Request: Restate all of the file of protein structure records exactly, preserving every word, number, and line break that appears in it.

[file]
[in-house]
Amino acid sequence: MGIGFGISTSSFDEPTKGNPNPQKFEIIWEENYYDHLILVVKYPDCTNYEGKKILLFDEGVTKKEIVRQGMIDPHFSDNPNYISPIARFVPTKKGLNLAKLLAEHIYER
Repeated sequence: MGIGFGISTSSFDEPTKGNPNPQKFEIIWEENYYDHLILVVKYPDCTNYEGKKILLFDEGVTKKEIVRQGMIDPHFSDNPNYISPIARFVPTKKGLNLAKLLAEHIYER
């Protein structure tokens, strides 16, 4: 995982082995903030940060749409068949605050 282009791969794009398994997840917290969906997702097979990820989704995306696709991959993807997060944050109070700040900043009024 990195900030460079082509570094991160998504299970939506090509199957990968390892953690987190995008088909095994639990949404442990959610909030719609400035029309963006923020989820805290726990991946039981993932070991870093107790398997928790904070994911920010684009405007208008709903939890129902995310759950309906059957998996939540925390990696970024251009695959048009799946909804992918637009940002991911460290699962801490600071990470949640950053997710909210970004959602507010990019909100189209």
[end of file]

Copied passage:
[in-house]
Amino acid sequence: MGIGFGISTSSFDEPTKGNPNPQKFEIIWEENYYDHLILVVKYPDCTNYEGKKILLFDEGVTKKEIVRQGMIDPHFSDNPNYISPIARFVPTKKGLNLAKLLAEHIYER
Repeated sequence: MGIGFGISTSSFDEPTKGNPNPQKFEIIWEENYYDHLILVVKYPDCTNYEGKKILLFDEGVTKKEIVRQGMIDPHFSDNPNYISPIARFVPTKKGLNLAKLLAEHIYER
């Protein structure tokens, strides 16, 4: 995982082995903030940060749409068949605050 282009791969794009398994997840917290969906997702097979990820989704995306696709991959993807997060944050109070700040900043009024 990195900030460079082509570094991160998504299970939506090509199957990968390892953690987190995008088909095994639990949404442990959610909030719609400035029309963006923020989820805290726990991946039981993932070991870093107790398997928790904070994911920010684009405007208008709903939890129902995310759950309906059957998996939540925390990696970024251009695959048009799946909804992918637009940002991911460290699962801490600071990470949640950053997710909210970004959602507010990019909100189209």